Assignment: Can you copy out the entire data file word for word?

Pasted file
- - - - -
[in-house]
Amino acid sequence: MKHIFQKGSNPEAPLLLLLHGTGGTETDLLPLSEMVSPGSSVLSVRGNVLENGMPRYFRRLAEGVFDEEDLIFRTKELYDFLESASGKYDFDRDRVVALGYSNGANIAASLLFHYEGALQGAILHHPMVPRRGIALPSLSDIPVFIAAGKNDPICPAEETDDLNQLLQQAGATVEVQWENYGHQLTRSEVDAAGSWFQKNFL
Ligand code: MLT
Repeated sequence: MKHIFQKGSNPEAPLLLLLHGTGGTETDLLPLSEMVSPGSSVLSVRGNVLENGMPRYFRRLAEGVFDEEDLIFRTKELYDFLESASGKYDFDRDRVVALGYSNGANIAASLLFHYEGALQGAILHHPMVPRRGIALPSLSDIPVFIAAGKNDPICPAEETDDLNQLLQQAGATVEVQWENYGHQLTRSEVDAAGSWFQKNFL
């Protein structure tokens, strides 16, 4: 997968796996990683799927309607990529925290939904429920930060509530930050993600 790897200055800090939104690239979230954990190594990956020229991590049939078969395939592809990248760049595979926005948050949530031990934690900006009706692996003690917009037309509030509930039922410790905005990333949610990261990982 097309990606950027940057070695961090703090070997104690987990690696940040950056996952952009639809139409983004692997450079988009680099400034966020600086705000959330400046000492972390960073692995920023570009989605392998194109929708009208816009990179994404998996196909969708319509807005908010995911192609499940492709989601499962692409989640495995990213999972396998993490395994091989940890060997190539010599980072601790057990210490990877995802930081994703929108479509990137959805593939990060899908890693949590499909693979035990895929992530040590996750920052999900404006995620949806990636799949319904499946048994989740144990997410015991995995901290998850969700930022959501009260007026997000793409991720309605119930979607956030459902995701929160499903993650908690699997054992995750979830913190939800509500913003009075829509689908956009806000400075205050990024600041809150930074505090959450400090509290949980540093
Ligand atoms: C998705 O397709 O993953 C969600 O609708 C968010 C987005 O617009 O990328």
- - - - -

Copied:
[in-house]
Amino acid sequence: MKHIFQKGSNPEAPLLLLLHGTGGTETDLLPLSEMVSPGSSVLSVRGNVLENGMPRYFRRLAEGVFDEEDLIFRTKELYDFLESASGKYDFDRDRVVALGYSNGANIAASLLFHYEGALQGAILHHPMVPRRGIALPSLSDIPVFIAAGKNDPICPAEETDDLNQLLQQAGATVEVQWENYGHQLTRSEVDAAGSWFQKNFL
Ligand code: MLT
Repeated sequence: MKHIFQKGSNPEAPLLLLLHGTGGTETDLLPLSEMVSPGSSVLSVRGNVLENGMPRYFRRLAEGVFDEEDLIFRTKELYDFLESASGKYDFDRDRVVALGYSNGANIAASLLFHYEGALQGAILHHPMVPRRGIALPSLSDIPVFIAAGKNDPICPAEETDDLNQLLQQAGATVEVQWENYGHQLTRSEVDAAGSWFQKNFL
């Protein structure tokens, strides 16, 4: 997968796996990683799927309607990529925290939904429920930060509530930050993600 790897200055800090939104690239979230954990190594990956020229991590049939078969395939592809990248760049595979926005948050949530031990934690900006009706692996003690917009037309509030509930039922410790905005990333949610990261990982 097309990606950027940057070695961090703090070997104690987990690696940040950056996952952009639809139409983004692997450079988009680099400034966020600086705000959330400046000492972390960073692995920023570009989605392998194109929708009208816009990179994404998996196909969708319509807005908010995911192609499940492709989601499962692409989640495995990213999972396998993490395994091989940890060997190539010599980072601790057990210490990877995802930081994703929108479509990137959805593939990060899908890693949590499909693979035990895929992530040590996750920052999900404006995620949806990636799949319904499946048994989740144990997410015991995995901290998850969700930022959501009260007026997000793409991720309605119930979607956030459902995701929160499903993650908690699997054992995750979830913190939800509500913003009075829509689908956009806000400075205050990024600041809150930074505090959450400090509290949980540093
Ligand atoms: C998705 O397709 O993953 C969600 O609708 C968010 C987005 O617009 O990328």